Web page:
The building also boasts a thriving gift shop, run by volunteers, and crammed with all sorts of beautiful gifts. There are a mixture of “bought in” and hand crafted items, with a lot of the stock being created on the doorstep by talented, local artists/crafters. From pictures, jewelry, ornaments, clothing, accessories, etc., you name it and they probably have it! So if you are in the Horncastle area and looking for unique gift ideas be sure to give this shop visit!
A selection of my handmade wet and dry felted brooches and keyrings.
Beautiful gifts for the home on sale at the Joseph Banks shop.
The shop is crammed with great gift ideas for Christmas!
Last Saturday I attended a 3D needle felting workshop in Heighington run by Robyn Smith of Feltybits. Robyn began by showing us various peices of her fabulous 3D work and she explained the different techniques of producing the shapes. We were then asked to chose what we would like to work on and Robyn supplied us with the Merino wool and all the help and advice we needed. One of the peices we were shown was a tiny toadstool which immediately took me right back to my childhood and the many hours I spent drawing toadstools and elves! The workshop lasted four hours and it took me all that time to do the basic toadstool and elves body but I loved every minute of it. Sunday afternoon I was in my element – adding the details including the tiny flowers and the ladybird and putting features and clothes onto the elf. I was so pleased with the result….I am now even more hooked on felting, if that’s possible.!!
3D Toadstool and Elf created using Merino wool.
This beautiful 3D picture was one of several produced by Sheila during our needle felting workshops. Sheila worked with Merino wool and other mixed fibres, on a white felt background, to create a stunning autumnal scene. The picture focuses on the fallen leaf which was felted separately and added loosely in order to create a 3D element to the artwork. Felt is a fantastic medium for creating pictures – you don’t have to have the ability to paint but once you have mastered the basic techniques of felting you can produce fabulous artwork using the wool as your paint substitute. Adding other mediums such as organza or tulle fabrics, metallic threads, beads, etc. can also provide interest and added depth to your work. Keep watching for more great examples of felting produced in our workshops.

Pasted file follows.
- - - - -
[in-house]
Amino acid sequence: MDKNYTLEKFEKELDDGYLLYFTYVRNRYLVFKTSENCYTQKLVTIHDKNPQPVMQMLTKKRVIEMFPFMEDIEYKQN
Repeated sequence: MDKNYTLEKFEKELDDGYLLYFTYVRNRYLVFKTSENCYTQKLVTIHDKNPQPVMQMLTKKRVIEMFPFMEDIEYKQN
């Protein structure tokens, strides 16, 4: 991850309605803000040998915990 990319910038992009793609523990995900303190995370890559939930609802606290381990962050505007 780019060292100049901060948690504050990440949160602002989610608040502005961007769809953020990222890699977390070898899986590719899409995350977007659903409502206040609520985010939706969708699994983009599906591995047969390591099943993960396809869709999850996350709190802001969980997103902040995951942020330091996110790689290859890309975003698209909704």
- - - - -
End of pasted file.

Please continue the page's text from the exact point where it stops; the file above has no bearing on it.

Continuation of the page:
Needle felted autum leaf – 3D picture.
Last weekend I was invited to host a Needle Felting Workshop for a group of friends as part of a birthday celebration. Its a great idea for a group activity which is fun, creative and results in everyone learning a new skill. The ladies were shown how to felt using Merino wool and were supplied with lots of other materials and threads to use as embellishments. Non of the group had tried this before but at the end of the session everyone took away a beautiful, unique hand made brooch of their own design. I hope you all enjoyed the afternoon and look forward to seeing some of you ladies again at future workshops.
Sometimes we find inspiration when we are really not looking for it…. On Monday I watched in amusement as a friend of mine sheared “Lady”, a little terrier, giving her coat a close-cut number “2”. I couldnt help thinking of the Specsavers advert and that poor sheepdog! Thinking of sheep led me to wonder if I could use the curly dog hair, that was now covering the floor, for felting….and if so, wouldnt it be cool to make a needle felt 3D model of the dog and cover it with its own hair? A quick look on youtube to get some tips on how to form the body and I discovered DIY Puppy Plushie….a couple of hours later we have “Lady” in miniature. Rather than waste my Merino I used polyester wadding for the core but have since been advised by a very helpful lady at Adelaide Walker that Cheviot wool makes a good base. The Cheviot’s on order so I am now looking for inspiration for my next project.
Needle felted miniature dog
Needle felting using dog hair.